There is an industry understanding that only around one third to fifty percent of all businesses listed for sale actually get sold. This figure is not one that business brokers will readily admit since they would like to sell all of their listings, and I surely don't blame them; that's how they pay their bills.
At the same time, buyers must understand that they have to go beyond the public marketplace to find potential businesses. The reason is that the majority of online marketplaces cater only to broker listings. While there are some for sale by owner sites or sections to the popular sites, these represent a much smaller percentage of the listings. Further, brokers only sell about ten percent of all small businesses.
Most businesses never get sold because they're simply not very good businesses, and more specifically, because they aren't ready to be sold. Now, this situation has two sides to it - first, if it's not ready for sale, has too many problems, is overpriced, financials cannot be proven, or is in an industry that's in decline, it's easy to pass up. However, the second scenario is where a business has solid fundamentals but has either been neglected, or put on cruise control for the last few years. They are what I call "lazy owner businesses".
These can represent phenomenal opportunities to the savvy buyer and business operator. When a business has just been puttering along, it can be ripe for a new owner with the capital, know-how and drive to people it upwards. Plus, the purchase price and terms have to reflect the present-day reality of the business and therefore, with the right knowledge, one can negotiate very favorable deal terms. The challenge is to maintain a logical approach and not be delusional about what can realistically be done to improve the company's performance. Additionally, one must be aware so as to not fall for the most common seller ploy of telling buyers, "With new blood, there's no end to how successful this business can be." That may be true, but the fact is the current owner didn't make it happen, so they cannot be compensated for the future.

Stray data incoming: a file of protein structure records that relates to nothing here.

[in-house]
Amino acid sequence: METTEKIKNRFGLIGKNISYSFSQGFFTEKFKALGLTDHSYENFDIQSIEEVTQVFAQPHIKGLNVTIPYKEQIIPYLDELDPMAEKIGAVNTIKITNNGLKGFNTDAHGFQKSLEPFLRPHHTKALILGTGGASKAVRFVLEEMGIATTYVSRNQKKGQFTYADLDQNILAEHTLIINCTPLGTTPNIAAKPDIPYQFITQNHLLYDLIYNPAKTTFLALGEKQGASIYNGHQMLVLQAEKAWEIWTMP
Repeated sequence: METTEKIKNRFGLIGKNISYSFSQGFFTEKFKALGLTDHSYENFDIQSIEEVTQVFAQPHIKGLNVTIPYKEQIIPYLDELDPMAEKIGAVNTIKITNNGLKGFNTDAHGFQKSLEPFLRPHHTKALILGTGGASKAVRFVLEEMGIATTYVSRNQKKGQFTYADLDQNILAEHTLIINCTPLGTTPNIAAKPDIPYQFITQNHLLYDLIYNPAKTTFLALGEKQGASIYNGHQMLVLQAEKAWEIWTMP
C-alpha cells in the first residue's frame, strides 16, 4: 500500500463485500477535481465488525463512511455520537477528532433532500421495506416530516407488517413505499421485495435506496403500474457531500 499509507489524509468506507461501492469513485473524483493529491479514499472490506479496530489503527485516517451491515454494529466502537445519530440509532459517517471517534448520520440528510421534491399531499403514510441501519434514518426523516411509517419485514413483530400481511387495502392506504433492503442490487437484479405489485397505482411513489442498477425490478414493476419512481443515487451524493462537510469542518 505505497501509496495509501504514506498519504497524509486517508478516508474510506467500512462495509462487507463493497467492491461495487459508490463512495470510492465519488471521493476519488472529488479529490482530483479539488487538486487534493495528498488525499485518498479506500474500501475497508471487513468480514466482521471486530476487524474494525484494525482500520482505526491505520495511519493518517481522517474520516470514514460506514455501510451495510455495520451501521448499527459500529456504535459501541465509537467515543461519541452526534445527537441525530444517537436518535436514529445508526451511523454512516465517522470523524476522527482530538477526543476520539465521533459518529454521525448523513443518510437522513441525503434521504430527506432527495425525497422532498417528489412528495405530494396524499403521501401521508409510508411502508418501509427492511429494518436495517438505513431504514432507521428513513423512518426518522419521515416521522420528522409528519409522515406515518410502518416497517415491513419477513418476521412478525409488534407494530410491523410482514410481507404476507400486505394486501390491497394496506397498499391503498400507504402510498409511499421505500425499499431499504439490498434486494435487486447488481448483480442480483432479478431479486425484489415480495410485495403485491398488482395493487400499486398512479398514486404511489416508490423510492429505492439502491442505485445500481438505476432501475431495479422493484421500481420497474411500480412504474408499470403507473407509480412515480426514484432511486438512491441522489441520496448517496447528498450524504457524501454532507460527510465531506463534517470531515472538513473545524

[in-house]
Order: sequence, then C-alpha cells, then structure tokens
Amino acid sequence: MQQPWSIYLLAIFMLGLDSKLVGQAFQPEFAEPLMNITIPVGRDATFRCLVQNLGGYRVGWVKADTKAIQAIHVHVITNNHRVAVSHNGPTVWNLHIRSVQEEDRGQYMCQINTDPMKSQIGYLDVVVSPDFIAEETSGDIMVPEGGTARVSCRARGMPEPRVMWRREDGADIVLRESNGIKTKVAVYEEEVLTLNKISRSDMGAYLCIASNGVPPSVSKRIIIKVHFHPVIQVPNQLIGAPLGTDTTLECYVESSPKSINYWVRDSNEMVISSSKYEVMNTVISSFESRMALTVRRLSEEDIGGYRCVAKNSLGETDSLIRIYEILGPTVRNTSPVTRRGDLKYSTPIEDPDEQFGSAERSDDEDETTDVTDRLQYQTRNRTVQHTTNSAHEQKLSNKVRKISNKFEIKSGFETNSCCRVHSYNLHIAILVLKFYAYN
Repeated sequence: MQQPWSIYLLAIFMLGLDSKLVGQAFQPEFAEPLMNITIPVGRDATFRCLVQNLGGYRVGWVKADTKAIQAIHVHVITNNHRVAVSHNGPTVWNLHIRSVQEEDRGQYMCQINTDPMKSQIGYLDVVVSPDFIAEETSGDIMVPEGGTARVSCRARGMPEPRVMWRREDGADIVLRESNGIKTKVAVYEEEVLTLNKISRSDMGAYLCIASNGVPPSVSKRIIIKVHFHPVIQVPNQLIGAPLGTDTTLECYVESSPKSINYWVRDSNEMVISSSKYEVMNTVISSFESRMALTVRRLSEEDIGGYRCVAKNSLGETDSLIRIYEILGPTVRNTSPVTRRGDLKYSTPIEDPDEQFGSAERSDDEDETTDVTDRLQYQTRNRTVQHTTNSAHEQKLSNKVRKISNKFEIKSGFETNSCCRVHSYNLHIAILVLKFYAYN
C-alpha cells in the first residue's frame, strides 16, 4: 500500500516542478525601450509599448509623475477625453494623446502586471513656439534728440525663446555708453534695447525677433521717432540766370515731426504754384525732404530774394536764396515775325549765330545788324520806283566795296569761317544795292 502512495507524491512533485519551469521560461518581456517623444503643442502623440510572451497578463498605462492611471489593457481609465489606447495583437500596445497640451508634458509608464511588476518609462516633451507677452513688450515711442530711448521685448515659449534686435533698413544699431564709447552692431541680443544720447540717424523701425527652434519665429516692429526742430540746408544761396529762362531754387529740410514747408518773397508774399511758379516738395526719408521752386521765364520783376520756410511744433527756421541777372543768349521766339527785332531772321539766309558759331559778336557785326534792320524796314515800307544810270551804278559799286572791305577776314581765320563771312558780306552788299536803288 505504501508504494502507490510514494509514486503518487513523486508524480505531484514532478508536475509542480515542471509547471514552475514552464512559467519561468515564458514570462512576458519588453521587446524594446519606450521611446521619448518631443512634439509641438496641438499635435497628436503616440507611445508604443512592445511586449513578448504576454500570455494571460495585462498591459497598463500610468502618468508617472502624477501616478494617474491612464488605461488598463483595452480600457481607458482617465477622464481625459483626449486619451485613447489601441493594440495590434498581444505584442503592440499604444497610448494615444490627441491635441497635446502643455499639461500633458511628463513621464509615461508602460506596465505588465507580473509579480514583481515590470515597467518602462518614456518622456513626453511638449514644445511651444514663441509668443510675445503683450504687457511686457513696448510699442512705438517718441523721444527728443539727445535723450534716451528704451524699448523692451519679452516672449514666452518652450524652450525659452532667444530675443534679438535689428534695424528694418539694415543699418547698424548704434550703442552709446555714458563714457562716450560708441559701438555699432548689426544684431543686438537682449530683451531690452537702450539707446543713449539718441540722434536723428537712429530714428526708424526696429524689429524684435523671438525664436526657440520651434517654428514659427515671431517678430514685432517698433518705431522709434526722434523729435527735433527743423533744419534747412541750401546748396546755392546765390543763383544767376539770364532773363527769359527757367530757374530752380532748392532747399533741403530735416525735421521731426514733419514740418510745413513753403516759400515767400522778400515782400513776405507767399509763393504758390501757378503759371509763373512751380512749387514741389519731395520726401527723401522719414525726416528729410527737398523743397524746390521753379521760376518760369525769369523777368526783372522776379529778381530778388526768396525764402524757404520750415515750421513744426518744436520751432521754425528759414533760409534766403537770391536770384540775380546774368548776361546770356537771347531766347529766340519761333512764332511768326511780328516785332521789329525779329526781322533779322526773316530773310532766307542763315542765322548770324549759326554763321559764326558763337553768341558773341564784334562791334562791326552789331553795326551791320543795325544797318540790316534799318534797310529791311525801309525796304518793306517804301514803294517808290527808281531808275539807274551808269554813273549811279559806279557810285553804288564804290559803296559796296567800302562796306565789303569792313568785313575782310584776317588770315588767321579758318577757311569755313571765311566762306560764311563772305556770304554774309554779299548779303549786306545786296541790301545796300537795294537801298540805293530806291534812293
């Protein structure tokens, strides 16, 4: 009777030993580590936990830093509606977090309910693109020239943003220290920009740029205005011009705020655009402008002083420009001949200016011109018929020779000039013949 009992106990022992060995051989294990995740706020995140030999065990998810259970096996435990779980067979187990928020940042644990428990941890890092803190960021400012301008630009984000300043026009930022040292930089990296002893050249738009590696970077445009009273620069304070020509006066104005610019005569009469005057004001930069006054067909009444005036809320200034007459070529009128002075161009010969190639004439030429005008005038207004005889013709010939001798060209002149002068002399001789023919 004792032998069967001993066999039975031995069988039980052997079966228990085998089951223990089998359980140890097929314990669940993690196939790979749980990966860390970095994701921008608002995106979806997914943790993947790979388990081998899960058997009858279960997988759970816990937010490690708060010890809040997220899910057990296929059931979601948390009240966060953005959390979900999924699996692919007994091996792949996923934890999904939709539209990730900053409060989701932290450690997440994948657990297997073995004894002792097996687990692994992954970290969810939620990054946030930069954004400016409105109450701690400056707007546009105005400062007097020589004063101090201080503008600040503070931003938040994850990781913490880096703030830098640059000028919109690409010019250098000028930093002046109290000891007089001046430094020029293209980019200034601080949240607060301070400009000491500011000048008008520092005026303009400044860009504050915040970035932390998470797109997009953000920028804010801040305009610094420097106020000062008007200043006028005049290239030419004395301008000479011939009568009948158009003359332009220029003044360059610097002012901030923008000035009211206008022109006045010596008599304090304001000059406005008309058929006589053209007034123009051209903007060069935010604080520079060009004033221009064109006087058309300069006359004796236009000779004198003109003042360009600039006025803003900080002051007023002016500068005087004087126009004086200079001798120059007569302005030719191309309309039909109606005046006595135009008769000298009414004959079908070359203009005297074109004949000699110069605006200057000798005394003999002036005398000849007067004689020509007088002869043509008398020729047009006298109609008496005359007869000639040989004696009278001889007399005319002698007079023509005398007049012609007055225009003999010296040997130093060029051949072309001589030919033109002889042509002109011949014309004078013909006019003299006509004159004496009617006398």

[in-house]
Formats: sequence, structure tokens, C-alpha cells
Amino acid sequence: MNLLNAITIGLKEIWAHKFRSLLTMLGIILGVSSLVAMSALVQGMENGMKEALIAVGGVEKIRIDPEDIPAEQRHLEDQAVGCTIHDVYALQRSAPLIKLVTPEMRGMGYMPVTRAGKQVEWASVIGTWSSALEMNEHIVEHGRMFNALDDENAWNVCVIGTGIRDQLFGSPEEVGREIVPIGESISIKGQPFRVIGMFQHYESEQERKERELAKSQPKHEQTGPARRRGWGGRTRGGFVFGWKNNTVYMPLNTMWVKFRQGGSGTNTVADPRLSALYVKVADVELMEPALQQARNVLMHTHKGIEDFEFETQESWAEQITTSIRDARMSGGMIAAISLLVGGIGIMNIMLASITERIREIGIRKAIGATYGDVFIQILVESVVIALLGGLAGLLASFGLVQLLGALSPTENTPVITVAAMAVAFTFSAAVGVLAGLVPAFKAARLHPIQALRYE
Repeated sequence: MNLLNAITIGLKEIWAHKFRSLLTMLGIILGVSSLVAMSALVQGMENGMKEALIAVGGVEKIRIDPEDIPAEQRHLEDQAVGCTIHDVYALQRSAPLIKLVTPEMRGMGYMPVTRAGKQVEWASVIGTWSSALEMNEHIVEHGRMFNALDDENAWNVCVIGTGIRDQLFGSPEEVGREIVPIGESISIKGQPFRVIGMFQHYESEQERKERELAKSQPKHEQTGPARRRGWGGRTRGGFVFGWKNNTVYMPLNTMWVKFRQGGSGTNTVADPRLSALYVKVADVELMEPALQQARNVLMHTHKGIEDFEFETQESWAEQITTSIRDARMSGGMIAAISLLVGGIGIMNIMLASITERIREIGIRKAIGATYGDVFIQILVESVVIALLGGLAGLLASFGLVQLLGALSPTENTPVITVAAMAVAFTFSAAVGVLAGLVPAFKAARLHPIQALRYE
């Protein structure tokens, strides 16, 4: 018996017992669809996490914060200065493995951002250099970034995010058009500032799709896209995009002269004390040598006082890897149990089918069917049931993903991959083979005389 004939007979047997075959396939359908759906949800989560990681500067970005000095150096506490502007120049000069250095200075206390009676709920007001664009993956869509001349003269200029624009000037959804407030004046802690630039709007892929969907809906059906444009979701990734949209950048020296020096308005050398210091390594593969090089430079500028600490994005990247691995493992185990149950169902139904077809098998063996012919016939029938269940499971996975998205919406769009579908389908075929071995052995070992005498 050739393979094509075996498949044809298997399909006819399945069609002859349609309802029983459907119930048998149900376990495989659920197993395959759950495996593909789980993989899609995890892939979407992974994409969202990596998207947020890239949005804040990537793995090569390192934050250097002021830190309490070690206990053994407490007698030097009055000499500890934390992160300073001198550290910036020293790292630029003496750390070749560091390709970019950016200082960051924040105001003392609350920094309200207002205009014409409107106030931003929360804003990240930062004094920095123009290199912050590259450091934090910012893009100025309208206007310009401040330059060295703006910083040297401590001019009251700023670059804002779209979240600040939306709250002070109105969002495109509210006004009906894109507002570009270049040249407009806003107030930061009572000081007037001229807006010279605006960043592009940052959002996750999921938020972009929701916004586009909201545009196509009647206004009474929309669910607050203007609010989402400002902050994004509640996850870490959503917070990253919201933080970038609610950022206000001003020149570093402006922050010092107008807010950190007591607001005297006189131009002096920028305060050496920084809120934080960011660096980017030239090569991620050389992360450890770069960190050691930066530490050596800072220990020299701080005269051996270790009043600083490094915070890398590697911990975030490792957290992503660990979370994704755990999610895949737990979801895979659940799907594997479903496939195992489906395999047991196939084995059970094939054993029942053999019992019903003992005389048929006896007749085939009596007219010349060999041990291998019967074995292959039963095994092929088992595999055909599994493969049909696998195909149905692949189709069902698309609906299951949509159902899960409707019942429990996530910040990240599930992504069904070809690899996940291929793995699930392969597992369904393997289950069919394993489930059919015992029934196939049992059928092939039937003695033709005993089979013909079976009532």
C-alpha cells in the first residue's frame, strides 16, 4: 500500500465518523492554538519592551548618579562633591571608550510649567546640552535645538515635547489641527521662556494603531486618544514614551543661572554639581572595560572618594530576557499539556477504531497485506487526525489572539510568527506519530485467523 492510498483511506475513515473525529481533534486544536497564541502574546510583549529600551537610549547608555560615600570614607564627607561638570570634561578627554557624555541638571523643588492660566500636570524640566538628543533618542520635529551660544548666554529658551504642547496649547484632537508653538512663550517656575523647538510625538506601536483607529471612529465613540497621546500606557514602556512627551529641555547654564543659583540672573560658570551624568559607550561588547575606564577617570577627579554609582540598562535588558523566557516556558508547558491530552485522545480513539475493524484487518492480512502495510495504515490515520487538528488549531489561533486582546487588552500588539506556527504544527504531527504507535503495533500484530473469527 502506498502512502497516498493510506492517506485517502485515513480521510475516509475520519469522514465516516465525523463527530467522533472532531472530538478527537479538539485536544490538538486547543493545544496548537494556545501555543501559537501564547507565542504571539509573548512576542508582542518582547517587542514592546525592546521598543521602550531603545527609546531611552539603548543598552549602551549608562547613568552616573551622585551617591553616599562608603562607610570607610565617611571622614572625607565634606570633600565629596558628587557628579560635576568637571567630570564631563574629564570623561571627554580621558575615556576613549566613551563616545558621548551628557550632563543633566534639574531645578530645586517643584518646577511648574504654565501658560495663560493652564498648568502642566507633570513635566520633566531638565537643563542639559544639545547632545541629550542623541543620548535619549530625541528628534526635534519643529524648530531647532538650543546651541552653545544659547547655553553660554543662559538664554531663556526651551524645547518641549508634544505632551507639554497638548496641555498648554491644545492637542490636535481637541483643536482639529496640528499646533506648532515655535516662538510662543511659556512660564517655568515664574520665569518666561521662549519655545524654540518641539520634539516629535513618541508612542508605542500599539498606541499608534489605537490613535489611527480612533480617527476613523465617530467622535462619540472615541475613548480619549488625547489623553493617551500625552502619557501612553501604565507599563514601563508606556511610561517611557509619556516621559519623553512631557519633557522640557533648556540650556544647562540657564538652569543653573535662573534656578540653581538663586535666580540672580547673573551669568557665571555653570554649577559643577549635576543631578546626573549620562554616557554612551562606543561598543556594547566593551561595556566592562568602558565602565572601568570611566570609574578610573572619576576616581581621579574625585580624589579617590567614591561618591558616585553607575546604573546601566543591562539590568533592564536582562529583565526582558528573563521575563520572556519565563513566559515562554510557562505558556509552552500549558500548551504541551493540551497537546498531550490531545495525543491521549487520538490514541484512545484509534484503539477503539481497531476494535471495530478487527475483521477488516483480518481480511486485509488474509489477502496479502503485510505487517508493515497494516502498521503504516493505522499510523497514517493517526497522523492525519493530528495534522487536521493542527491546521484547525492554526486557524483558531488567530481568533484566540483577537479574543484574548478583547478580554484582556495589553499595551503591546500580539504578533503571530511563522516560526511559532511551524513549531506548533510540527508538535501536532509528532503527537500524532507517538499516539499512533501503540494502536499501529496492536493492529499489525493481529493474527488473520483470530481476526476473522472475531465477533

The point to all of this is to avoid disregarding businesses too quickly. Look for signs that the business is fundamentally sound. It could be one that has been in business for many years, or has a loyal customer base, or best, when they have a significant competitive advantage. It may very well be that the current ownership hasn't been able to exploit those attributes, or, they may just be a lazy owner.
In the guide How To Buy A Good Business At A Great Price, there's an entire section devoted to why every business is for sale and how to find the ones that aren't listed for sale.
Don't be a lazy buyer. Investigate businesses that even slightly pique your interest. Often times, the gold is there, it's just not at the surface. Similarly, do not rely solely upon online business for sale listings to find your gem.
This article represents a fraction of what you’ll learn on this topic in the How To Buy A Good Business At A Great Price© series - the most widely used reference resource and strategy guide for buying a business. To learn more click here
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